Still, many advocates agree cross-examination is important. Samantha Harris, vice president for procedural advocacy with the Foundation for Individual Rights in Education, a First Amendment and due process watchdog, says mandatory cross-examination procedures benefit complainants and respondents by providing basic due process. She quoted John Wigmore, a legal theorist who famously said, "Cross-examination is the greatest legal engine ever invented for the discovery of the truth." The summary of the rules includes the same Wigmore quote.
Sage Carson, a manager and advocate for youth with Know Your IX, a campus sexual violence advocacy organization, agrees that cross-examination can be a good thing for complainants—when done correctly. "We at Know Your IX are very comfortable with cross-examination occurring if there are proper protections in place for survivors, meaning that you're using a neutral third party, such as a school official, to do the cross-examination, or that both parties have representation," she says.
Until now, most Title IX guidance was sub-regulatory, rather than rules with the force of law. In the new proposal, the Department of Education criticizes the 2011 guidance for not undergoing the public notice and comment period. It also notes the formal rule-making process as a positive aspect of the current proposal, saying "the transparency of the proposed regulations will help empower students to hold their schools accountable."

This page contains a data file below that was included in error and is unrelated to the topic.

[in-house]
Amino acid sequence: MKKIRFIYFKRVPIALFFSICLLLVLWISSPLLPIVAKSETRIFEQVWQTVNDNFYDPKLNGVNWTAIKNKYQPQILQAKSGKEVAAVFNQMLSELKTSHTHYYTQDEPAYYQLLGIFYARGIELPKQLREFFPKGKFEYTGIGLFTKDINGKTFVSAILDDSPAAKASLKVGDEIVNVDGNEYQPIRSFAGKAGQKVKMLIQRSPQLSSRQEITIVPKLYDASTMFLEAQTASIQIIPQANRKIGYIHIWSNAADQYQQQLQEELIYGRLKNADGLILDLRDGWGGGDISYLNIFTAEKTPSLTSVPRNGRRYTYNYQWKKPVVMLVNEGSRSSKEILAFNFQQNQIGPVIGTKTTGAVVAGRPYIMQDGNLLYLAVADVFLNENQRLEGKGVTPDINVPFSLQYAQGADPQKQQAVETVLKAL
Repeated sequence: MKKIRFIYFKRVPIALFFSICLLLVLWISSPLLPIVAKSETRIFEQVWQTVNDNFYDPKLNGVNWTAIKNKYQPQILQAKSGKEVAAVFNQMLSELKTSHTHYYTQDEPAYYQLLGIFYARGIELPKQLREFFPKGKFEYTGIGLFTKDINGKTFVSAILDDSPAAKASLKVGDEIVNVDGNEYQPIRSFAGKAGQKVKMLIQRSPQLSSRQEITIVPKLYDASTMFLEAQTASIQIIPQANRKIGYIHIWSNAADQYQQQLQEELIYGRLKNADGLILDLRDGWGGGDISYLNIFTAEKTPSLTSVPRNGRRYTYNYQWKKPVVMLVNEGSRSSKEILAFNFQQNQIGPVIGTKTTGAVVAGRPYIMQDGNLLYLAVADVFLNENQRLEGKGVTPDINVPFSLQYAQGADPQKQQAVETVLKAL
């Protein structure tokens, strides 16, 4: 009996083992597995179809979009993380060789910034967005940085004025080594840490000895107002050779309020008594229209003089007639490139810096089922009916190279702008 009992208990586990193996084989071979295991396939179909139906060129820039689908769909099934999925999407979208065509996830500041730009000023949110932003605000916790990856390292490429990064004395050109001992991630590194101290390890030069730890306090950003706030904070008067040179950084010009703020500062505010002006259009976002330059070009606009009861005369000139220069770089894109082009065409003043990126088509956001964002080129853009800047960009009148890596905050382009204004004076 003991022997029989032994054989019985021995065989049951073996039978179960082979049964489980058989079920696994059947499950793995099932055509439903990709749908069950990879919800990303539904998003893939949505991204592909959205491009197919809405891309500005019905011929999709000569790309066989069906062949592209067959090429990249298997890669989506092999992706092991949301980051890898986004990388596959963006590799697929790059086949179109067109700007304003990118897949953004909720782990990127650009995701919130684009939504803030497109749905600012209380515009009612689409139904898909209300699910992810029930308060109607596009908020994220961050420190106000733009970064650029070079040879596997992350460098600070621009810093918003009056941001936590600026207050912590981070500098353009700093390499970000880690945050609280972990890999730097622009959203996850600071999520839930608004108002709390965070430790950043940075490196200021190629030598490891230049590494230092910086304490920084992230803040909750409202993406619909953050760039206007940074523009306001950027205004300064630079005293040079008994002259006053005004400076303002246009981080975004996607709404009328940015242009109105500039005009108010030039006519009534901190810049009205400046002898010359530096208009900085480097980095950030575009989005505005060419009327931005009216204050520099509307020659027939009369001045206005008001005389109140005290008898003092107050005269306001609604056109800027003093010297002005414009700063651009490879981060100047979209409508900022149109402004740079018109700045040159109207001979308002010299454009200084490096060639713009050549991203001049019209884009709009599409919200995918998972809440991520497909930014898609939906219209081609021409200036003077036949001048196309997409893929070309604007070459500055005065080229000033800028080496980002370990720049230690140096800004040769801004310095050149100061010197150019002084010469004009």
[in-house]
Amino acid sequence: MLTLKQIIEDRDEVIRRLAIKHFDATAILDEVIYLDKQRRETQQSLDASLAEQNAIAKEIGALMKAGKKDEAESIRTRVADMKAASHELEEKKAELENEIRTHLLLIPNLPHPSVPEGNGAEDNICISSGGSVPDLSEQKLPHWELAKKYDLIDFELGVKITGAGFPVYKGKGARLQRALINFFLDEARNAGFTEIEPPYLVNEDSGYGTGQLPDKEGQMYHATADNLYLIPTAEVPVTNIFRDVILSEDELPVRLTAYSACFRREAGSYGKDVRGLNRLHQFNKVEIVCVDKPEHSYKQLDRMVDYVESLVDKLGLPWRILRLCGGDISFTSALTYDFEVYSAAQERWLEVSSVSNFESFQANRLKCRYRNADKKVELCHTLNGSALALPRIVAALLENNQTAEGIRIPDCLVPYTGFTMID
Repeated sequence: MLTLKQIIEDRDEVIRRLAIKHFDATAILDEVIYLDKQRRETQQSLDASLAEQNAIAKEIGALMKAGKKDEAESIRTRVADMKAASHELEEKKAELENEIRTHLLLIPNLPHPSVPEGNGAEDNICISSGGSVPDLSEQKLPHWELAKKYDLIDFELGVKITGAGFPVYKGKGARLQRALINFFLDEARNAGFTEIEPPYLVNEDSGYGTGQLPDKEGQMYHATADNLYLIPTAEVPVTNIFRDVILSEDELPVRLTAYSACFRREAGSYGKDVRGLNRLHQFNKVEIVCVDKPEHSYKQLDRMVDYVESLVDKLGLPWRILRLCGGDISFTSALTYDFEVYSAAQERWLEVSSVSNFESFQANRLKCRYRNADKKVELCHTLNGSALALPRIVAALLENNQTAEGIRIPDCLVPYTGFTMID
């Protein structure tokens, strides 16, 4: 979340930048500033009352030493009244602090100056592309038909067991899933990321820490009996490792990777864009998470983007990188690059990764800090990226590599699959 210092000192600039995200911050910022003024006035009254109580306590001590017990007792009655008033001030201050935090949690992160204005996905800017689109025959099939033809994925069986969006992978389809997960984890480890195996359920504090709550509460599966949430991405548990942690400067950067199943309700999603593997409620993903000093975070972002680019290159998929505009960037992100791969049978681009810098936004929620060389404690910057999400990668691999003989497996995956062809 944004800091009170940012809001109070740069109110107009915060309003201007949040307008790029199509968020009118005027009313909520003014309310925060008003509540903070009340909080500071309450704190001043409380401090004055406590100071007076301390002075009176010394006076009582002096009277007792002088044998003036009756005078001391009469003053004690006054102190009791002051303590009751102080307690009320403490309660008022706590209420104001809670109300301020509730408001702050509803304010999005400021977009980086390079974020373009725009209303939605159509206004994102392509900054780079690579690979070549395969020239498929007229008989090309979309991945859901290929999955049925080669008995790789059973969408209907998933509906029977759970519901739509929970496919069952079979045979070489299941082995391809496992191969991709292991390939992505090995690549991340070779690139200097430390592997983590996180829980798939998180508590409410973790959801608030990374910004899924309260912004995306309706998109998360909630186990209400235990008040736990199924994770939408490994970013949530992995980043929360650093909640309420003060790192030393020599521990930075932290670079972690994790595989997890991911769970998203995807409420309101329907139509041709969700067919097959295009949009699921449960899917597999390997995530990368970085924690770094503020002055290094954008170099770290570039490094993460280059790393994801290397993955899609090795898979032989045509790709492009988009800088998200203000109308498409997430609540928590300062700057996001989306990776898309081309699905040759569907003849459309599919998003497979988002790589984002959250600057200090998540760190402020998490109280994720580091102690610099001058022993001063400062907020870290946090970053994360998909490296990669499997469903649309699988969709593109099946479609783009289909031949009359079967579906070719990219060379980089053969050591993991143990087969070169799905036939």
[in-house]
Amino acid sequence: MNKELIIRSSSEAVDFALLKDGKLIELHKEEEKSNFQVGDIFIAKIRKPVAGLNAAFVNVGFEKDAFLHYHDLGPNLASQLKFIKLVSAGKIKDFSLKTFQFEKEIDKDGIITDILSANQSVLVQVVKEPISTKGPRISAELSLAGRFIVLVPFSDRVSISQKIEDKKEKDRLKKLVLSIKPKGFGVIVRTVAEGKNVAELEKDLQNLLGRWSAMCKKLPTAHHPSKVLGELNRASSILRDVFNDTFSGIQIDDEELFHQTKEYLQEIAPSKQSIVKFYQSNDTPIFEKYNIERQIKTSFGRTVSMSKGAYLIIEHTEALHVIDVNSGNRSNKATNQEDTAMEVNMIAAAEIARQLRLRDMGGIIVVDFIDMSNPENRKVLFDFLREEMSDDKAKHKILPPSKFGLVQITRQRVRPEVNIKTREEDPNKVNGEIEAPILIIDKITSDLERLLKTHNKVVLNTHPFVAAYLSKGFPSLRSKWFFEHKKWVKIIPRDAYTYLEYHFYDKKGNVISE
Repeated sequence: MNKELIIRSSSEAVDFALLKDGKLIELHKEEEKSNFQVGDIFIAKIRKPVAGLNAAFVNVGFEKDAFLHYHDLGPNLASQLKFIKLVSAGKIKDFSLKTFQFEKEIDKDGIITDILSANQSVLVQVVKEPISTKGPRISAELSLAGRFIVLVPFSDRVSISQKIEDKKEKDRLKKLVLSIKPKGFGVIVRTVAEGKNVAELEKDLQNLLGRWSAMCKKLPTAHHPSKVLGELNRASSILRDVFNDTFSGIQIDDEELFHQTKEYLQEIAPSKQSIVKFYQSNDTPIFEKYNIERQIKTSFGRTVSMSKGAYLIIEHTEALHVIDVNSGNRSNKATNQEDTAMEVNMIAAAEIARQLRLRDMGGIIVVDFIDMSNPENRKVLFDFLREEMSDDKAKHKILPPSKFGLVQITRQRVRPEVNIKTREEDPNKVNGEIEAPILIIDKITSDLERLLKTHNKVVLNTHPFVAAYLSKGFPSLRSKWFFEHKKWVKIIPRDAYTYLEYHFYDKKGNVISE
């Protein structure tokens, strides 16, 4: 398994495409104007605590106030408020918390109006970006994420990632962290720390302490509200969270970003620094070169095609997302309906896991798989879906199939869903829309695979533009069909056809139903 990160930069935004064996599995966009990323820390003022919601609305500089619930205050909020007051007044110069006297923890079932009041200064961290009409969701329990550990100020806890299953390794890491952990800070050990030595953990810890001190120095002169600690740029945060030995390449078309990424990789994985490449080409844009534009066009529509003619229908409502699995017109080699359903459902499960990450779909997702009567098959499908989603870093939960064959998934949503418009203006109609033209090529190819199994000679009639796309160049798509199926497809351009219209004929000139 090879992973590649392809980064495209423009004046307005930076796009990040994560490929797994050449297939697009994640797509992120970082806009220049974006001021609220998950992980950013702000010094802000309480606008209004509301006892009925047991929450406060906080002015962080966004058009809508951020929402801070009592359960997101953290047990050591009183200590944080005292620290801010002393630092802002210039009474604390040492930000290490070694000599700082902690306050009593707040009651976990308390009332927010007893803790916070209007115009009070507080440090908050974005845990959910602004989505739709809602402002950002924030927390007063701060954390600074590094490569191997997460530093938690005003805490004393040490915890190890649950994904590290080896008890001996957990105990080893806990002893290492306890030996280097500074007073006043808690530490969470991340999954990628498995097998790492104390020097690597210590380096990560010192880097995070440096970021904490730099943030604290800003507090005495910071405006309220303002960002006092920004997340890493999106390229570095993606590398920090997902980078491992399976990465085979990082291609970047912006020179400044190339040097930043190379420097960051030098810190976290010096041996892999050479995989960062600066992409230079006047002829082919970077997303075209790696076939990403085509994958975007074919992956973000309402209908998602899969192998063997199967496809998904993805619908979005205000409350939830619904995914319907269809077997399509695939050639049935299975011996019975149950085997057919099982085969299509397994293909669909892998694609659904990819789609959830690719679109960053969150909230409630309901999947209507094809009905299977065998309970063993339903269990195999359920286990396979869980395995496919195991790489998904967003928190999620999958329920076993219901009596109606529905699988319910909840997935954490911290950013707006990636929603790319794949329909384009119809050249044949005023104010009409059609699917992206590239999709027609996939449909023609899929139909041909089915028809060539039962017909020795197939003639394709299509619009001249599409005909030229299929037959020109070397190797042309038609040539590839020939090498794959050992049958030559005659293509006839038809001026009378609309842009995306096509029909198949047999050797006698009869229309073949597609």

After the rules are published in the Federal Register, there will be a 60-day comment period. Groups like the American Civil Liberties Union and the Human Rights Campaign have already spoken out against it. Those groups, in addition to FIRE, Families Advocating for Campus Equality (a group co-founded by the mother of a student accused of sexual assault), Know Your IX, and many others, will be able to submit feedback on the rules before they're implemented.